• Utilising technology like GIS, reports, and dispatch data, you will communicate with law enforcement both locally and nationally.
  • You will assess data over long periods of time and report findings to commanders that will aid them in strategical development.
  • You will analyse arrest and reporting data to create location hot spots. These are areas where high numbers of certain crimes take place. With this information, officers can be dispatched to the areas in force.

Typically, you won’t need to be sworn into the police force to become an analyst. This means that you will be travelling down one of many civilian careers in criminal justice. You will work in an office and look at the larger picture as opposed to diving into the particulars of single cases. You will play an important part in building new initiatives and growing the area of community policing. Further, you will be directly involved in the creation of updating policy and advising officers on important safety procedures.

What Skills Do You Need?

You’re going to need a range of skills to perform the role of a crime analyst. You need excellent written and verbal communication as the capacity to interpret data. You will also need to have the ability to transform complex data into easy-to-understand formats. Training, experience, and growth only make up for one side of the coin; you also need to demonstrate the following to beat out the competition:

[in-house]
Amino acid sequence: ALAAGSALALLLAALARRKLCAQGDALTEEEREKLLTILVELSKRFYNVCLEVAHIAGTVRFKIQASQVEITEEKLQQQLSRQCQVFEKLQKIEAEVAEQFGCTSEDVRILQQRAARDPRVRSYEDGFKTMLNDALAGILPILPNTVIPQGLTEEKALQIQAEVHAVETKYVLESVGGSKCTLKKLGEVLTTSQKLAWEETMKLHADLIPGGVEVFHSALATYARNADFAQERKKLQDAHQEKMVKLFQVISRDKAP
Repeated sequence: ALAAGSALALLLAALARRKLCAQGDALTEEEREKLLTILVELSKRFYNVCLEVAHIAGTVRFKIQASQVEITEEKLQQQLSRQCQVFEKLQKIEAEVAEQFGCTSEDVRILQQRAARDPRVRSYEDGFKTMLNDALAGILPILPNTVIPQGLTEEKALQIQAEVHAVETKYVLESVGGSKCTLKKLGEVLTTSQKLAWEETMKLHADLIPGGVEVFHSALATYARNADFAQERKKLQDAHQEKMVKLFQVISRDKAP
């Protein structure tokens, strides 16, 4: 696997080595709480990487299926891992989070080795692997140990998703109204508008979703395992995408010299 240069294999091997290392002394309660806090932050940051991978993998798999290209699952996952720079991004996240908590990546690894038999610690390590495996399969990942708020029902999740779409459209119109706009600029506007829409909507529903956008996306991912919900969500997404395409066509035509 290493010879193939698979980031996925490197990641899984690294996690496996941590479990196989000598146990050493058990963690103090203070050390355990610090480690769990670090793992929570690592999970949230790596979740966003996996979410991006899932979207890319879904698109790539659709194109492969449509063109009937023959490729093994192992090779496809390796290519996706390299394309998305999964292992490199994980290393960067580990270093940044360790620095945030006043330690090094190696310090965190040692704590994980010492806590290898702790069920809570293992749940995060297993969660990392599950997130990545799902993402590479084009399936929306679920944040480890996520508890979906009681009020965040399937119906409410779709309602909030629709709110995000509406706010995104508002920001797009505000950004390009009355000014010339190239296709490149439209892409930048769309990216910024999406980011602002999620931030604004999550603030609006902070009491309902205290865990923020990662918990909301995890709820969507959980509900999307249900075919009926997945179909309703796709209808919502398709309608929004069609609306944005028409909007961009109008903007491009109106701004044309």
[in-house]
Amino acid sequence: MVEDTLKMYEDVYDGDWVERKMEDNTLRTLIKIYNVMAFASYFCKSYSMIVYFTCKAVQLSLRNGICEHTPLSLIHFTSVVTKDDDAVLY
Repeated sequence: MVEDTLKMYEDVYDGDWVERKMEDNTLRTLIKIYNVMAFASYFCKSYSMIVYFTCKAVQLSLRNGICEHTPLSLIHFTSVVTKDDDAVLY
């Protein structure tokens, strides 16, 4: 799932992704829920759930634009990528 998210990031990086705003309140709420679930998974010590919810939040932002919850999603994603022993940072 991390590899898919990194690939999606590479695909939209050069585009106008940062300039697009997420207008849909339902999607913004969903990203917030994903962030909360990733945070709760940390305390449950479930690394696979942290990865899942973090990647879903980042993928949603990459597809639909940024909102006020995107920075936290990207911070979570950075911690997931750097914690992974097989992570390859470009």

• Practice your hand at creating effective reports and correspondence in readable formats
  • You need flawless time-management skills and the ability to prioritise workflow
  • You will have access to extremely sensitive data, so you need to show a faultless level of trustworthiness
  • You will work as part of the large world of law enforcement, therefore you need to demonstrate your team skills
  • Once you’ve trained and you’ve got the job, you need to grow constantly as the role changes
  • Liaise competently with the public, city staff, and anyone else you come across in your line of work

There are other skills that you will need on your side, but those mentioned above will help you get ahead in the game.

Let’s Talk Money

We saved the best part until last. There’s no point in doing all of that if you’re not getting paid for it – you need to keep a roof over your head somehow. Well, luckily for you, the average salary of a crime analyst works out at around $35/hour, which is an admirable annual salary of around $72,000. This pay will depend on location and experience. When you first start, expect to be earning closer to around $34,000.

For those of you with an avid interest in analyzing data and a passion for fighting crime and supporting local law enforcement, this role is perfect for you. Make sure you have the necessary skills, tons of experience, or the necessary training. Securing a job as a crime analyst is only the beginning, since your learning journey will continue throughout your entire career.